Okay, so you see the title of this post…sound familiar? Just like you have been told since you were a child to not judge a book by its cover, the same goes for food. I get irritated every time I see yet another product at the store that has positioned itself to appear to be the “healthier” alternative. Upon looking a little closer, however, you often discover the real truth.
One of Michael Pollan’s food rules is to “avoid food products that make health claims” like “vitamin-fortified”, “contains omega-3s”, “lowers your cholesterol”, and I even saw a juice that claims it helps with your child’s “brain development”. He says to have a health claim it must have a package so “it’s more likely to be a processed rather than a whole food.” This makes perfect sense, and I couldn’t agree more, but I would like to take it a step further. I think we also need to be cautious about the overall look and wording that manufacturers use on some of their packaged products as well.
Below are some good examples that caught my eye. This is just a small list to get you started and to help you remember that you really can’t judge anything by the cover. You must always read the ingredients!
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Judging by the cover…
What’s really inside
The box sports a cardboard look, which appears to be (and may be) earth-friendly. It says the crackers are organic and that the wheat is stoneground, which is typically thought of as the older and more nutritious way to grind wheat (as opposed to steel rollers).
The first ingredient* is organic enriched flour (wheat flour, etc.). White flour is made from the wheat plant, but unless it specifically says “whole-wheat” or even “whole grain” it is basically just an organic version of the same ol’ highly processed white flour that you can find in hundreds of other cracker boxes.
This box of crackers says they are “Multi-Grain” which may sound like a great choice upon first glance. Just using the word “grain” is a sort of buzzword that people might easily get confused with “whole grain”. Multi-grain just means they used a combination of different grains (like wheat, barley, rice, etc), but that word doesn’t tell you whether the grains were highly processed or not. Keep in mind that whether the wheat plant is processed into white flour or whole-wheat flour it will always be considered a “grain”. The package must say “whole grain” or “whole-wheat” to be in the most nutritious form.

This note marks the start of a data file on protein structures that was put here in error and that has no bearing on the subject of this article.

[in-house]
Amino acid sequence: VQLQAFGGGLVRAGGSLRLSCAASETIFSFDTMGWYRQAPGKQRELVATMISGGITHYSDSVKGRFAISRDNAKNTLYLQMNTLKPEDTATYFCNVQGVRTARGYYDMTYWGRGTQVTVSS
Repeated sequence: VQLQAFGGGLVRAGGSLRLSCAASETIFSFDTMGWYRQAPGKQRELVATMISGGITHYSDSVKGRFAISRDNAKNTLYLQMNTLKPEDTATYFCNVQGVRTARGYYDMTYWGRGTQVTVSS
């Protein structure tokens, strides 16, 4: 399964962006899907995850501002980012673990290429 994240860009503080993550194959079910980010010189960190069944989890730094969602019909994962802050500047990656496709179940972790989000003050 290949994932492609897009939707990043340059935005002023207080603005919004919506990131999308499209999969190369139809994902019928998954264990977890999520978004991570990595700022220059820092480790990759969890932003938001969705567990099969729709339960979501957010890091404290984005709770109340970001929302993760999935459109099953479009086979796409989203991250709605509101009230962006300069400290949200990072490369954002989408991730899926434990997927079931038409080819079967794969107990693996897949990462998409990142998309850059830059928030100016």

I was surprised and impressed to see that the first ingredient* is actually whole-wheat flour. Don’t get too excited though because the second ingredient is enriched flour (the highly processed version) and they also contain both sugar and high-fructose corn syrup.
This is a newly designed Crystal Light package that now says “natural lemonade”.
The ingredients are exactly the same as the lemonade in the old package (that did not say “natural”) which are: Citric Acid, Potassium and Sodium Citrate, Aspartame (Sweetener), Magnesium Oxide, and it even says right there on the back “contains less than 2% of Natural Flavor”.
This granola bar box says they are “harvest berry” flavor and organic. There is also a picture of a luscious green farm. It looks innocent enough, right?
What you don’t see on the cover (or anywhere on the box) is that Cascadian Farms is actually owned by General Mills. Also the first ingredient* listed is Tapioca syrup which is a sweetener similar to corn syrup. It also contains “crisp rice” (which is made with sugar), naturally milled sugar and brown rice syrup (another sweetener). In addition, there are a few ingredients that I have trouble pronouncing.
This appears to be a “natural” version of the Jif peanut butter we have all known (and quite possibly used) for years.
The main difference between this natural version and regular Jif is that it contains palm oil instead of fully hydrogenated vegetable oil. Almost all the other ingredients are exactly the same. And Jif does seem to boast about their natural version having “only 5 simple ingredients” (peanuts, sugar, palm oil, salt and molasses), but guess what? You can buy peanut butter made from only one ingredient and that is crushed peanuts. Now how “natural” does this one sound?
*According to the FDA’s website “Listing ingredients in descending order of predominance by weight means that the ingredient that weighs the most is listed first.”